April 27th, 2017
As you see spring blossoms everywhere around you? Are you feeling bitten by the gardening bug, but afraid you can’t cure it while you live in an apartment? We have the cure: start an apartment garden on your patio with these tips:
There’s no kidding a plant on whether it’s getting enough light. Any plant that says it needs full sun wants a solid six hours of sun every day. If your potential apartment garden has a northern exposure, or an overhang, or a solid patio wall that blocks the sun, you may need to consider shade-loving container plants. For guidance, this is a good list; use this one to choose the best plants for a sunny patio. To choose the best vegetables for a kitchen garden, use this list of the best container vegetables.
Almost any container will work as a plant pot as long as it’s large and has drainage. For your apartment garden to look its best, plants need to spread out their roots. If the roots are pinched in small pots, the plants will struggle. Most container plants don’t need more than about a foot of depth, though, so if your large containers are deeper than that, reduce the weight by using biodegradable packing peanuts to fill the bottoms, below the soil.
When you’re choosing plants, don’t get over-excited by splashy quantities of flowers or fruit. Instead, notice how solid the base stems are, and how green and thick the foliage is. Choose healthy plants and you’ll have plenty of flowers and fruit after the roots take hold.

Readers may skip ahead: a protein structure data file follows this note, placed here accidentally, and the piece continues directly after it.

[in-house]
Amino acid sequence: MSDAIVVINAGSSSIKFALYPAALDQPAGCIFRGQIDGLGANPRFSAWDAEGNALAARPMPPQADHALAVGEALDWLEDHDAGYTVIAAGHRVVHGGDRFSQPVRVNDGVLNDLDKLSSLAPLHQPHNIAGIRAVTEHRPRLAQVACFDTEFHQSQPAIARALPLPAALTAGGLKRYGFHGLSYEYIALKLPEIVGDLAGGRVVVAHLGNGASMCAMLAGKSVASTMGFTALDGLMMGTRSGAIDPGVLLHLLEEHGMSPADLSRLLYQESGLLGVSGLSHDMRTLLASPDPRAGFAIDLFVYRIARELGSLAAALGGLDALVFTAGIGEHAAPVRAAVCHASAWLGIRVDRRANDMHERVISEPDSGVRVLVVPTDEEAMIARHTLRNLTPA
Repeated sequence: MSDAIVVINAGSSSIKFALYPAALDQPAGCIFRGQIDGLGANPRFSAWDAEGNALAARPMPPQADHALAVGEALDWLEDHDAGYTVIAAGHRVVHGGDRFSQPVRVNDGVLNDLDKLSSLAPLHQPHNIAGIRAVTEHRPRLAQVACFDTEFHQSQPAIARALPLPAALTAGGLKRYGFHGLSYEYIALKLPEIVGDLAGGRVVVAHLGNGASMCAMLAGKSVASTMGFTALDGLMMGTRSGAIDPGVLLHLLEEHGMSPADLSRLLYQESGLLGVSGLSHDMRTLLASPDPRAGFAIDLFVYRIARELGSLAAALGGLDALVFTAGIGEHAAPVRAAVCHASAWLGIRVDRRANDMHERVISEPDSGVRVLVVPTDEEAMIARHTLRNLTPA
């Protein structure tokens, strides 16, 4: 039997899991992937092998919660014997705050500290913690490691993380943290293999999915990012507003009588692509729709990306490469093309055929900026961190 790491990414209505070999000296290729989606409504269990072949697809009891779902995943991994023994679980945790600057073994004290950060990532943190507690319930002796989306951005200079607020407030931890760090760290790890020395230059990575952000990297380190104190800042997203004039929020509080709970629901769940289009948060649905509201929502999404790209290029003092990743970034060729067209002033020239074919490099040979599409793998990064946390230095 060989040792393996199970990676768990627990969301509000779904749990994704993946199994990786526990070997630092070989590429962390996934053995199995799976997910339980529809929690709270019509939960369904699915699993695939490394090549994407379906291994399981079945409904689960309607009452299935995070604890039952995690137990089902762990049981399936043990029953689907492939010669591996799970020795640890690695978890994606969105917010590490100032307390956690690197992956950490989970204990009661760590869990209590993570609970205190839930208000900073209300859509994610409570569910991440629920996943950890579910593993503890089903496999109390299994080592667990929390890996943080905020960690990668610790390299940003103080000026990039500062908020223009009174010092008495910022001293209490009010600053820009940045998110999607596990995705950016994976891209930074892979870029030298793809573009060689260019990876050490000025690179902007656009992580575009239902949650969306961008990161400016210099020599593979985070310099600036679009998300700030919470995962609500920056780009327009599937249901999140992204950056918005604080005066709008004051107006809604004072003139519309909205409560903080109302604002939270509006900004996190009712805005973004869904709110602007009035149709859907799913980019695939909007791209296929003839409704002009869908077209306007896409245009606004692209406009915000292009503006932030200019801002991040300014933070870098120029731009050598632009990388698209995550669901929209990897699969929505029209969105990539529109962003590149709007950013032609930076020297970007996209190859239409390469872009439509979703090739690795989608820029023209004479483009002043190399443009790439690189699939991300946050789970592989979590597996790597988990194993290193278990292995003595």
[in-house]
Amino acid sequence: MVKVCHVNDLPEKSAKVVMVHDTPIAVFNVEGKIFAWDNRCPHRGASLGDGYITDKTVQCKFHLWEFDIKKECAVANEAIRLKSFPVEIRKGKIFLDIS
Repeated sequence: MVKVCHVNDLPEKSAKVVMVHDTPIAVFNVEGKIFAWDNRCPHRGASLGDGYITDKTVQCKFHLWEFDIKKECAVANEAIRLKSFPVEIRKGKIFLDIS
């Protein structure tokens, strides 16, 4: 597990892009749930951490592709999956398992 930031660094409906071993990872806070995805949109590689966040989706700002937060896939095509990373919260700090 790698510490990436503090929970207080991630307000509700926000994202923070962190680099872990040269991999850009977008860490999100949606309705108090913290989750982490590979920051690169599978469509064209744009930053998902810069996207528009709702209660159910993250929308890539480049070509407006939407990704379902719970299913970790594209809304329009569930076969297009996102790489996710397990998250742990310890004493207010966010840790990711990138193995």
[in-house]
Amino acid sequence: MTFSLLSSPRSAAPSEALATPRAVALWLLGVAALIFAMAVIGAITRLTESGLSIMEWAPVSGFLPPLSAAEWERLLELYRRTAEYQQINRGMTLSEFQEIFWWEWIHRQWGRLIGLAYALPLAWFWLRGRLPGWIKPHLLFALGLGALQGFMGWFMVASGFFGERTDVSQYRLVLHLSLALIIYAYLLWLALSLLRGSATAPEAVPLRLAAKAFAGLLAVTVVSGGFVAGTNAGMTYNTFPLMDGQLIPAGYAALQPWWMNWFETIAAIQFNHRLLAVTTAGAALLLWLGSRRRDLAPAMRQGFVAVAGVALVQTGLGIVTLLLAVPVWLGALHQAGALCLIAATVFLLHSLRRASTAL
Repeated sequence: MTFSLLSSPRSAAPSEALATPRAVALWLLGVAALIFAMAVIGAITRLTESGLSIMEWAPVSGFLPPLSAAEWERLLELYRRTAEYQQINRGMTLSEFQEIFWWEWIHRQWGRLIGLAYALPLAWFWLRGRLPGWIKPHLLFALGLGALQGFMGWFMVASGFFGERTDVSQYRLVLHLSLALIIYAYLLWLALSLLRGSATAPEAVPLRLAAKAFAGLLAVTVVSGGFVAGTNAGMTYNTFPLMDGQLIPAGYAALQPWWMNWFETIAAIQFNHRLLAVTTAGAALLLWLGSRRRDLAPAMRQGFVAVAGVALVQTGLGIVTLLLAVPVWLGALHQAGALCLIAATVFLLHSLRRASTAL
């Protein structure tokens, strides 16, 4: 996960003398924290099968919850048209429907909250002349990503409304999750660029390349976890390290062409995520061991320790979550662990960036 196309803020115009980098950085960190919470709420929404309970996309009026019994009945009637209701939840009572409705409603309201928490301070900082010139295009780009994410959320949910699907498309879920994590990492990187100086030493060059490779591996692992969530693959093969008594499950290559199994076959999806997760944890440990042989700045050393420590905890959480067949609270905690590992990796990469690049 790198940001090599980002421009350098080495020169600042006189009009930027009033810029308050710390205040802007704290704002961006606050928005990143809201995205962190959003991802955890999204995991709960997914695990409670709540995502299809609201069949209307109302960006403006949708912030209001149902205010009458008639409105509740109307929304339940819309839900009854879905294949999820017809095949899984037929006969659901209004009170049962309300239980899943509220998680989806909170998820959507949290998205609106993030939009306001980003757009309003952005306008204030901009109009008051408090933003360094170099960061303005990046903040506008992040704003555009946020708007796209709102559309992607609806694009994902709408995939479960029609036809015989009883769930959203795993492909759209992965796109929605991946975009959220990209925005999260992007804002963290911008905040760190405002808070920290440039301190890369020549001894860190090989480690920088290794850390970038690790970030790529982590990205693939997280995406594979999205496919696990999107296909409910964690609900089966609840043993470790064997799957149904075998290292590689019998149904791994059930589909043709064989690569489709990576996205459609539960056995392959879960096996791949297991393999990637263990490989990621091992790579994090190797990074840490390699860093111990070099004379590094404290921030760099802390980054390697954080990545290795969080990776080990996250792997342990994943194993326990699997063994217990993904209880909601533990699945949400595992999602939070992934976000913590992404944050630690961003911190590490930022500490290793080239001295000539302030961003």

Figure out what plants to buy by looking for different heights and habitats. You can reliably make a beautiful ornamental pot for your apartment garden by anchoring it with a single tall item, surrounding the tall item with plants that have a full, bushy habitat, and then adding trailing plants around the pot rim to overflow and spill over the edge. Plan on buying enough to pack the pots full. For fruiting plants, on the other hand, space them out so they have plenty of shoulder room—probably only one tomato plant per pot, for example.
Be sure you use potting soil rather than garden soil. The mix for potting soil is made to retain moisture longer than ordinary dirt, resist packing so it drains well, provide structure for growing roots, and provide a medium that makes nourishment easy for roots to absorb. Pour or scoop soil into the pots to a little shy of the top, without packing it down. As you get plants out of their nursery pots, pull the roots apart a bit to loosen them, then dig holes with your fingers and shove the plants in. Add potting soil around the stems to secure them in place and to fill the pot the rest of the way to the top.
Your babies will need water all summer, probably every day during warm weather. Water until you see water running out the drainage holes at the bottom. If you feed your plants with diluted liquid fertilizer every time you water (or even every week), your apartment garden will reward you with healthy growth and summer-long bloom. As flowers fade, pinch them off and you’ll encourage more flowers. You can cut back scraggly, leggy plants by about 1/3 at midsummer to encourage new growth, but don’t hesitate to pull out a poorly performing plant and replace it.
With a few high-impact containers and a little care, your apartment garden will give you a beautiful summer.